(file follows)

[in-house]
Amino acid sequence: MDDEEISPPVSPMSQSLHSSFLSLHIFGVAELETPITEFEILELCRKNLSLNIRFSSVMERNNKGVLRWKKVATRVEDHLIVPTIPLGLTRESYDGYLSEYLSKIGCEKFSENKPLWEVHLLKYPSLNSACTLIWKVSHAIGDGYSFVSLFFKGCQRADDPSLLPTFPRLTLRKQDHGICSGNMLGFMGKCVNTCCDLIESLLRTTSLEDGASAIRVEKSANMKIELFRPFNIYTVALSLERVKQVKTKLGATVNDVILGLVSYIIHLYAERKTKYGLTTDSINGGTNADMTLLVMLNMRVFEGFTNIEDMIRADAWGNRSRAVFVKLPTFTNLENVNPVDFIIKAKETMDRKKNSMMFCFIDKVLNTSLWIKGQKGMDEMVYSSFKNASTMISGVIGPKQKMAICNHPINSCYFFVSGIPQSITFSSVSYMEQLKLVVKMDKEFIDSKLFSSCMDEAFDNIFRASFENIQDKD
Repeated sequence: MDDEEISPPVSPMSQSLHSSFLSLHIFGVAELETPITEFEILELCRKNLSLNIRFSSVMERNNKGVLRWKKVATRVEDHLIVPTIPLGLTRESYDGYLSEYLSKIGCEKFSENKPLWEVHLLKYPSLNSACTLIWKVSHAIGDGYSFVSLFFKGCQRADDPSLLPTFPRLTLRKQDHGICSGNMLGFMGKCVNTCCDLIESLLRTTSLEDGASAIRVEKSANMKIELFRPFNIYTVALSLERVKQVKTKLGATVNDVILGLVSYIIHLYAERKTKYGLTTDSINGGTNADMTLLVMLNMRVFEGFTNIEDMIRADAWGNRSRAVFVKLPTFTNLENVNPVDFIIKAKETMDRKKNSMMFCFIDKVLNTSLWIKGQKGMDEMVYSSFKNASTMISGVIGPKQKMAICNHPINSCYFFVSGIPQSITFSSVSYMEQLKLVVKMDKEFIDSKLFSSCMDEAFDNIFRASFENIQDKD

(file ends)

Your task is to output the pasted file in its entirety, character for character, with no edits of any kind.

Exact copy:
[in-house]
Amino acid sequence: MDDEEISPPVSPMSQSLHSSFLSLHIFGVAELETPITEFEILELCRKNLSLNIRFSSVMERNNKGVLRWKKVATRVEDHLIVPTIPLGLTRESYDGYLSEYLSKIGCEKFSENKPLWEVHLLKYPSLNSACTLIWKVSHAIGDGYSFVSLFFKGCQRADDPSLLPTFPRLTLRKQDHGICSGNMLGFMGKCVNTCCDLIESLLRTTSLEDGASAIRVEKSANMKIELFRPFNIYTVALSLERVKQVKTKLGATVNDVILGLVSYIIHLYAERKTKYGLTTDSINGGTNADMTLLVMLNMRVFEGFTNIEDMIRADAWGNRSRAVFVKLPTFTNLENVNPVDFIIKAKETMDRKKNSMMFCFIDKVLNTSLWIKGQKGMDEMVYSSFKNASTMISGVIGPKQKMAICNHPINSCYFFVSGIPQSITFSSVSYMEQLKLVVKMDKEFIDSKLFSSCMDEAFDNIFRASFENIQDKD
Repeated sequence: MDDEEISPPVSPMSQSLHSSFLSLHIFGVAELETPITEFEILELCRKNLSLNIRFSSVMERNNKGVLRWKKVATRVEDHLIVPTIPLGLTRESYDGYLSEYLSKIGCEKFSENKPLWEVHLLKYPSLNSACTLIWKVSHAIGDGYSFVSLFFKGCQRADDPSLLPTFPRLTLRKQDHGICSGNMLGFMGKCVNTCCDLIESLLRTTSLEDGASAIRVEKSANMKIELFRPFNIYTVALSLERVKQVKTKLGATVNDVILGLVSYIIHLYAERKTKYGLTTDSINGGTNADMTLLVMLNMRVFEGFTNIEDMIRADAWGNRSRAVFVKLPTFTNLENVNPVDFIIKAKETMDRKKNSMMFCFIDKVLNTSLWIKGQKGMDEMVYSSFKNASTMISGVIGPKQKMAICNHPINSCYFFVSGIPQSITFSSVSYMEQLKLVVKMDKEFIDSKLFSSCMDEAFDNIFRASFENIQDKD